Hustle culture is on the rise right now, according to a new article in the New York Times.
Today’s new generation of employees are obsessed with “owning the moment”: constantly striving to shout loudly about what we do, and playing out our work identities bigger and bolder than ever before.
While this often appears on social media under slogans such “rise and grind”, it also inevitably plays out in the board room: encouraging us to speak out, take up space, own our ideas.
The pressure to aggressively self-promote ourselves has never been stronger. And yet, if you’re one of the 50% of people who fall on the introvert spectrum, this trend can feel alarming.
But if you’re busy berating yourself for being too quiet in meetings, take it easy. Here is why it’s perfectly OK:
The loudest person isn’t always right
If you’re known to be quiet at work, you may have been urged by a manager to speak up more. Such an approach is well-intended, of course, but it ignores the fact that group performance is often derailed by the loudest person.
In her best-selling book Quiet: The Power of Introverts, author Susan Cain describes a string of situations in which groups are led off-track by most assertive and talkative person present.
“If we assume that quiet and loud people have roughly the same number of good (and bad) ideas, then we should worry if the louder and more forceful people always carry the day,” writes Cain. “This would mean that an awful lot of bad ideas prevail while good ones get squished. Yet group dynamics suggest this is exactly what happens.”
Studies that show more vocal and fast-talking people are perceived to be smarter than their quiet counterparts: even when this perception holds no sway at all.
Performance actually becomes worse in groups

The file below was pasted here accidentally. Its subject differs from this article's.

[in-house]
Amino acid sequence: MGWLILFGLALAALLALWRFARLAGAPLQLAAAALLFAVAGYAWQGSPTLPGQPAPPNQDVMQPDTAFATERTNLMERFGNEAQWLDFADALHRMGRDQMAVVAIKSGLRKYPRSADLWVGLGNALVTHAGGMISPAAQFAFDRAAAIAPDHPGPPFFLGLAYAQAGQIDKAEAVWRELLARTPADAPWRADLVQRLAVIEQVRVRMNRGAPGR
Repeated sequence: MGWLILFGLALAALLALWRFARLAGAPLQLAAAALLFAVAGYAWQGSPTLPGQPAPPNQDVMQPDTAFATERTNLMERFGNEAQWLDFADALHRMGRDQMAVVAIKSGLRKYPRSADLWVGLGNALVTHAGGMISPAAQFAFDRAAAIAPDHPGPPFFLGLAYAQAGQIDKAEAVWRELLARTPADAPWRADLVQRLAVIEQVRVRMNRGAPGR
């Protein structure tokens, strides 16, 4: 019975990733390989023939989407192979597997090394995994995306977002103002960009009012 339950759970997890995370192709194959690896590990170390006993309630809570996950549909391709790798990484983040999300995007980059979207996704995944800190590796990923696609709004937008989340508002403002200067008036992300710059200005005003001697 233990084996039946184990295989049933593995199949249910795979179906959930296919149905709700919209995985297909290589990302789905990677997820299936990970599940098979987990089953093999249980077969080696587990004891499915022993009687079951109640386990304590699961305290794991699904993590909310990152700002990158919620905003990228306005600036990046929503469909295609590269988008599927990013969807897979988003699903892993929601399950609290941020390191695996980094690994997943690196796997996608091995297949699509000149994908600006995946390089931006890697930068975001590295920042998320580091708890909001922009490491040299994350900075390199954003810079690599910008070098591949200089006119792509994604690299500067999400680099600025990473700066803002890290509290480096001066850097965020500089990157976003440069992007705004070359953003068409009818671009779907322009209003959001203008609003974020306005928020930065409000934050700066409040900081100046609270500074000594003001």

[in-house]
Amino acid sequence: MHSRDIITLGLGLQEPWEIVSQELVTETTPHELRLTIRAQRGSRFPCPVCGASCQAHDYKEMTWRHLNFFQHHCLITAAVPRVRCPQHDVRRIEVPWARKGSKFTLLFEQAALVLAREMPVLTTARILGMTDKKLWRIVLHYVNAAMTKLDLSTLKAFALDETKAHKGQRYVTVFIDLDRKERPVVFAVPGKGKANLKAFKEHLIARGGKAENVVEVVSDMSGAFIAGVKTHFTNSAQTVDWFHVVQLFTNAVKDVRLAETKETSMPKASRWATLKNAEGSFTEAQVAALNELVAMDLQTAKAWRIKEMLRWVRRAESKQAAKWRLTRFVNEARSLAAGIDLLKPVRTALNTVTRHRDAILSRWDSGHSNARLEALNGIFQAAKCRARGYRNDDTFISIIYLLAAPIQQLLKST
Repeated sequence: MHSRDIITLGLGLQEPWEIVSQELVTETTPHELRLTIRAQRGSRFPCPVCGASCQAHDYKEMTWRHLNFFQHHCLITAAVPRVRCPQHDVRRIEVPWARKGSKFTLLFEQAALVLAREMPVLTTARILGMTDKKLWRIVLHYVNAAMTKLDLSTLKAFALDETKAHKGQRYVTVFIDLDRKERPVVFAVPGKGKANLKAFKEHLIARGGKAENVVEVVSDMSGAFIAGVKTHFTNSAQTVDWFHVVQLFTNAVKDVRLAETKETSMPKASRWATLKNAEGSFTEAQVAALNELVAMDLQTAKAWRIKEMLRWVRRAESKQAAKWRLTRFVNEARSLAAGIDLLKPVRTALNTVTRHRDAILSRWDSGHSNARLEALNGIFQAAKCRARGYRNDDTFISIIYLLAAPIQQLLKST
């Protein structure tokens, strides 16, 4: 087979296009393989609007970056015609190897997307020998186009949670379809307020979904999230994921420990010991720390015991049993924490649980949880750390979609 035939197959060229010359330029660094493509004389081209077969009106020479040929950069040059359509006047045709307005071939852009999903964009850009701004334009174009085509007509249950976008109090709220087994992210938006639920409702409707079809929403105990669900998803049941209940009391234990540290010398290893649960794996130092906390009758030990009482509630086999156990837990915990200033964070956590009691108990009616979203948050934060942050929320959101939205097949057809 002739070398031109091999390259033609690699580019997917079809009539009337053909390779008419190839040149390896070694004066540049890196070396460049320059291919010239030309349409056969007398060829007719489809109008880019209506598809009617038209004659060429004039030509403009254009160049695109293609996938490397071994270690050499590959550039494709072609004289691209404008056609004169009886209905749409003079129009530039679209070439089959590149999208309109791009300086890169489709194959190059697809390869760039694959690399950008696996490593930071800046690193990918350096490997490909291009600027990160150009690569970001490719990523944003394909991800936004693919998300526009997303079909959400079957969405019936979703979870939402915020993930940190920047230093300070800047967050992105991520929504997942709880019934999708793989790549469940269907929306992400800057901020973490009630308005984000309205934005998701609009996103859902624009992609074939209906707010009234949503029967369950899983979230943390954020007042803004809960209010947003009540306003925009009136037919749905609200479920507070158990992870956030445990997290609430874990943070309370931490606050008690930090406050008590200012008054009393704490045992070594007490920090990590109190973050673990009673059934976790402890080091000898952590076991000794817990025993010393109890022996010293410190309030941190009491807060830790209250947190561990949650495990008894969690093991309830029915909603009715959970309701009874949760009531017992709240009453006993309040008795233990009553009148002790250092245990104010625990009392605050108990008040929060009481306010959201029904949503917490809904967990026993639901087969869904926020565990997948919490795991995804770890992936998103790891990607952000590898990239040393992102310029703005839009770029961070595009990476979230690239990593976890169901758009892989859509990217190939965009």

Time and again, studies show that group brainstorms aren’t the most effective way to generate ideas .
To the contrary, they dilute ingenuity: some people don’t pull their weight, others are too scared of judgement to fully express themselves. And often, we end up mimicking our brainstorming partners; leading to a conformity that is the very opposite of fresh, vibrant thinking.
“Group creativity may be an overestimated method to generate ideas and individual brainstorming exercises (such as written creativity drills) may be more effective,” conclude researchers in this 2010 paper.
If you’re the kind of person who is quiet in meetings, bear in mind that group work is overvalued. Instead, solitude may be what you need to provide the brilliant ideas most brainstorm sessions are missing.
Being quiet doesn’t mean you’re a walkover
Being loud is so hyped in our society, that we often equate quietness with being submissive or timid. Hence, the urge to “lean in” and “take up space”; messages that spring up everywhere in the world of business.
But, as Cain points out in her book, some of history’s most resolute minds were also famous introverts, from Rosa Parks, the woman whose quiet act of resistance sparked the most famous Civil Rights movement of all time, to Mahatma Gandhi (a man who once said, “We find so many people impatient to talk. All this talking can hardly be said to be of any benefit to the world. It is so much waste of time”).
Being quiet in meetings doesn’t mean you lack conviction or backbone; quite the opposite. It’s likely you’re tuning into the art of listening an awful lot more, which is a powerful tool in its own right.
You’re no less determined or committed than the loudest people in the room; you just have a different way of expressing yourself.
Being quiet is a skill you can own
We live in an age of loud; so much so, that we place blind faith in group work and vocal people, even when neither will necessarily lead to the best or most productive results.
And slowly, the business world may be waking up to this fact.
So, the next time you feel yourself getting anxious for not speaking out in a meeting, just remember:
a.) being quiet in a meeting is a skill of its own, leading to better listening, focus and empathy skills - all of which have a very positive impact on teamwork
b.) Most meetings, and the loudest people in them, are overrated anyway; and even if your own workplace can’t recognise this yet, sooner or later, they will. And…
c.) You may simply better at expressing your ideas outside of a meeting context. You may thrive at online brainstorms, or written creativity skills: tasks in which your mind brings about the deep focus and solitude needed for great ideas. And that’s perfectly OK; in fact, it may mean you’re more innovative than others as a result.